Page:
1985 – 1994
The first known successful penetration of the CIA by the KGB, Aldrich Ames compromised hundreds of CIA operations and provided information that resulted in the execution of 10 US sources. The CIA spent years looking for another explanation for the leaks—in particular the possibility that the KGB had bugged CIA headquarters. Ames’ motivation was not ideological, and he and his wife enjoyed the extravagance that his $2.5 million in bribes provided. Ames first walked into the Soviet embassy in 1985. At that time, he oversaw the analysis of Soviet intelligence operations in Europe.
Time: Late War
Removed after event: Yes
A phenomenal headline. In some ways it is even stronger than the original Aldrich Ames (see below): Aldrich Ames Remix still retains DEFCON win possibilities (it is usually an instant win if the US is holding Lone Gunman), and even if you don’t get to win by DEFCON, you do get to discard the best US event in their hand (ideally a scoring card) and see the US hand for the rest of the turn. All in all, it makes Aldrich Ames Remix one of the best USSR headlines in the Late War, especially since it’s almost impossible to backfire or be mitigated.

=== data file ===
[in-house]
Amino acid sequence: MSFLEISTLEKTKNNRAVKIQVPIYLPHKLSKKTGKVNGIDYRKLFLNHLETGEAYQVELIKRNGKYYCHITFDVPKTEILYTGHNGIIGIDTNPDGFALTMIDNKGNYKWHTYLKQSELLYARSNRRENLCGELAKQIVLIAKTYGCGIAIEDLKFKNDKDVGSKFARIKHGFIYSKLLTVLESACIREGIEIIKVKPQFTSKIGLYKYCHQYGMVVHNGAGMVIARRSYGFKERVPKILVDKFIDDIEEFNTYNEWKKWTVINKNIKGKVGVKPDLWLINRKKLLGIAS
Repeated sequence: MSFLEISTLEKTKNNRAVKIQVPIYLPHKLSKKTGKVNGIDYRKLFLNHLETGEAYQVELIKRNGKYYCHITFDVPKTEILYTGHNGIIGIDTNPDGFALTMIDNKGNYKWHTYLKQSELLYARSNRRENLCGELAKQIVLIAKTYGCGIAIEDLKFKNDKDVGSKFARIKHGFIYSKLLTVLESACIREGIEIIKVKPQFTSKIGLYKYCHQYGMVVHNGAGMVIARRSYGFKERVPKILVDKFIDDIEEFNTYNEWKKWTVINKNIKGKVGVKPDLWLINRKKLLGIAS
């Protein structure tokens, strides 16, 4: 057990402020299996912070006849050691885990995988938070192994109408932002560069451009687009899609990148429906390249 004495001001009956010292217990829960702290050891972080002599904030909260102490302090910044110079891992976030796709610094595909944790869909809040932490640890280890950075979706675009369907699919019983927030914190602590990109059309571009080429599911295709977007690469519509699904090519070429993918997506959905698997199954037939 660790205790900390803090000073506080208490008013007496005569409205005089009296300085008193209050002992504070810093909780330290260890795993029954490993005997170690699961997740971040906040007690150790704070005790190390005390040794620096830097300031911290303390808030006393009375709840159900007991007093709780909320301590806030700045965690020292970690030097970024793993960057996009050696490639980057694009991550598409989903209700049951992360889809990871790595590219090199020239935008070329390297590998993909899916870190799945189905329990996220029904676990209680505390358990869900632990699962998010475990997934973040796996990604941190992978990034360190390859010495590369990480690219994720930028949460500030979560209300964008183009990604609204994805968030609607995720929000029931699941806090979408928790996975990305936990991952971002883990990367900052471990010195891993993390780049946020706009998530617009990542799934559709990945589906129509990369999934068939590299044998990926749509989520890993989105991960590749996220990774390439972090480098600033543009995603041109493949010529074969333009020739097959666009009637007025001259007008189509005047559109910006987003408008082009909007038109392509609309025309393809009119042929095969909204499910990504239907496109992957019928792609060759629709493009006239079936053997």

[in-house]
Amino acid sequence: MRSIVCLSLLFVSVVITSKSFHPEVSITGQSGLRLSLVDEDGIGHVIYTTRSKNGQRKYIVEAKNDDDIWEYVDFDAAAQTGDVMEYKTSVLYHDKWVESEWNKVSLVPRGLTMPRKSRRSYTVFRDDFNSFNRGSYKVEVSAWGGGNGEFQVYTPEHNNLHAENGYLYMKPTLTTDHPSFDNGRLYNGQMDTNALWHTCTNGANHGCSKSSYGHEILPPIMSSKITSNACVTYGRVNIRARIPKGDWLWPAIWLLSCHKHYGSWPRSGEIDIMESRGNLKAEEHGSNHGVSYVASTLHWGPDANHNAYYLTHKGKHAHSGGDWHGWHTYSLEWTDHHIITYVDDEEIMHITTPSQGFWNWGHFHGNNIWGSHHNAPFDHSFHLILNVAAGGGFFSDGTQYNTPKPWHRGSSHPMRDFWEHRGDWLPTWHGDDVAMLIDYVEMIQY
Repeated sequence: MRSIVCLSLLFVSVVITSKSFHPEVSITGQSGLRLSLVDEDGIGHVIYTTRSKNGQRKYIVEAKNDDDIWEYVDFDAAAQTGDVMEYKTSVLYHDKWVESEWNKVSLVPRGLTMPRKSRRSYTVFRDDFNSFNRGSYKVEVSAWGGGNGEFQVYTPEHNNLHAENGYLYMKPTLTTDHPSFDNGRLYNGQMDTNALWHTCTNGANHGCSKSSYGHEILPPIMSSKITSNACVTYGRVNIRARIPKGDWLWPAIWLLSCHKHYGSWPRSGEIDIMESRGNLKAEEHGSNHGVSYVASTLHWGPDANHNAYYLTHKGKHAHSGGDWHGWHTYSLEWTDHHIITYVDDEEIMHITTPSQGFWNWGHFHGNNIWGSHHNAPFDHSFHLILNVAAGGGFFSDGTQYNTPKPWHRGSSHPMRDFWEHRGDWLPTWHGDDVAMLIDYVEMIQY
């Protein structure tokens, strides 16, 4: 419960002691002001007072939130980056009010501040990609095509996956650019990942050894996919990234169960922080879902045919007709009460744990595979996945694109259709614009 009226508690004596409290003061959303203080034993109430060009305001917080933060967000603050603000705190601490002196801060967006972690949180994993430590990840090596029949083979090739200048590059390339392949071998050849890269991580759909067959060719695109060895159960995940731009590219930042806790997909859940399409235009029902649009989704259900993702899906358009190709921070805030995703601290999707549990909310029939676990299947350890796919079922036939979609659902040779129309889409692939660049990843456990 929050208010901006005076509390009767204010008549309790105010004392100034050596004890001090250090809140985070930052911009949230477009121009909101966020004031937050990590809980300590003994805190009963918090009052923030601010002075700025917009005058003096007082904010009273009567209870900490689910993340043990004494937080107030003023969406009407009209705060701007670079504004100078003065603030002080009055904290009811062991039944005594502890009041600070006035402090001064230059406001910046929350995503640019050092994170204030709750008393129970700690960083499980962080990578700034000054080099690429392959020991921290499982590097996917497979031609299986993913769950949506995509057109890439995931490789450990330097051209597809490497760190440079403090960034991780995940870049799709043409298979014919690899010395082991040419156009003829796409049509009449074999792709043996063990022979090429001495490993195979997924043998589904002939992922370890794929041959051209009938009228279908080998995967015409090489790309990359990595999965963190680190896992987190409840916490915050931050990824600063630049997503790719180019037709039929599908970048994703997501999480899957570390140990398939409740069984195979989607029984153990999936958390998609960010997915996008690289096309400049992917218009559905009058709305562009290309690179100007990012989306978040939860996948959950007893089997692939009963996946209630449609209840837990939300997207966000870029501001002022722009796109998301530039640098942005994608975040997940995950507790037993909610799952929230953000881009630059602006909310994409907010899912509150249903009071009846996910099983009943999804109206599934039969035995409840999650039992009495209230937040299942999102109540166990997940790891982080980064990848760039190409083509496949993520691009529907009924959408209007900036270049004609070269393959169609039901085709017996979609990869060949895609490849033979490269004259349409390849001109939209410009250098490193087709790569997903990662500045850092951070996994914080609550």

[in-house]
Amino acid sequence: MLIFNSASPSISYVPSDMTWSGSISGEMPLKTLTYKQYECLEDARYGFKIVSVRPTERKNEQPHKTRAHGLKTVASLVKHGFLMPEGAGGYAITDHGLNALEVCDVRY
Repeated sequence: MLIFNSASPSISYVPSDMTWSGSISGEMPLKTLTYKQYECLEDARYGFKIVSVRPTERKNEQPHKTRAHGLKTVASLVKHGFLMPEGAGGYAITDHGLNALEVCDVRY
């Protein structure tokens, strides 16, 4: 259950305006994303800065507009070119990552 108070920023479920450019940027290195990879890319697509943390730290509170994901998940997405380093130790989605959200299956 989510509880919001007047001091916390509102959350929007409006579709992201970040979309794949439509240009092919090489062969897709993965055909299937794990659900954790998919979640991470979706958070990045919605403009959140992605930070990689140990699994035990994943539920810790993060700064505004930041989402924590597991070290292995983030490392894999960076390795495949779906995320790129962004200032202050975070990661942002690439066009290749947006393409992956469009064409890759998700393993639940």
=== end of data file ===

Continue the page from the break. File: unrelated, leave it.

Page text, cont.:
This is typically painless if you play it in your last action round, and in fact is probably a boon as you can use it to discard a strong USSR card (or even a bad scoring card), reminiscent of the USSR Five Year Plan trick. It is not advisable to play Aldrich Ames Remix before your last action round.
Aldrich Ames Original
The original version of Aldrich Ames, included in pre-Deluxe Editions of the game, is a 4 Ops USSR starred event with the following text:
US player must display his/her hand. USSR player then orders the US player’s cards. US player must play hand in that order. US player may not play The China Card for the rest of this turn.
I don’t recommend playing with the original Aldrich Ames, the simplest reason being that it is hugely time-consuming as the USSR will likely spend quite a while planning out their turn to calculate the best possible order of the US cards. It also cripples the US decision-making for that turn and is a generally unpleasant experience (especially if it ends the game).